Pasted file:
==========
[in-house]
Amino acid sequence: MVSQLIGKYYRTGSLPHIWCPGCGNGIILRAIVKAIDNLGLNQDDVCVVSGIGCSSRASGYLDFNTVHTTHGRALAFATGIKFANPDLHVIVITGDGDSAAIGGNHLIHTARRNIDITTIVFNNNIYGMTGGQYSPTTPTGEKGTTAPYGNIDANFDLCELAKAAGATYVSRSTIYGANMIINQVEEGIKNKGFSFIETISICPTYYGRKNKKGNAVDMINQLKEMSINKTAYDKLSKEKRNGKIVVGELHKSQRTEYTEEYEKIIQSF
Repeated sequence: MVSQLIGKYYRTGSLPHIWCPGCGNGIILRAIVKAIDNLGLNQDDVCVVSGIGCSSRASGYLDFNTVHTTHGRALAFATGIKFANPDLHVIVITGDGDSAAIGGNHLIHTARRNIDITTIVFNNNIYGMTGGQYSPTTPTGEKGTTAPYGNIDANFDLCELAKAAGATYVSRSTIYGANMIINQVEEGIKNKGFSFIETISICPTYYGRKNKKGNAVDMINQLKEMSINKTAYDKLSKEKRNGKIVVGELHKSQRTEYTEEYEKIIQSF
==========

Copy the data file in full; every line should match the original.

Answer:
[in-house]
Amino acid sequence: MVSQLIGKYYRTGSLPHIWCPGCGNGIILRAIVKAIDNLGLNQDDVCVVSGIGCSSRASGYLDFNTVHTTHGRALAFATGIKFANPDLHVIVITGDGDSAAIGGNHLIHTARRNIDITTIVFNNNIYGMTGGQYSPTTPTGEKGTTAPYGNIDANFDLCELAKAAGATYVSRSTIYGANMIINQVEEGIKNKGFSFIETISICPTYYGRKNKKGNAVDMINQLKEMSINKTAYDKLSKEKRNGKIVVGELHKSQRTEYTEEYEKIIQSF
Repeated sequence: MVSQLIGKYYRTGSLPHIWCPGCGNGIILRAIVKAIDNLGLNQDDVCVVSGIGCSSRASGYLDFNTVHTTHGRALAFATGIKFANPDLHVIVITGDGDSAAIGGNHLIHTARRNIDITTIVFNNNIYGMTGGQYSPTTPTGEKGTTAPYGNIDANFDLCELAKAAGATYVSRSTIYGANMIINQVEEGIKNKGFSFIETISICPTYYGRKNKKGNAVDMINQLKEMSINKTAYDKLSKEKRNGKIVVGELHKSQRTEYTEEYEKIIQSF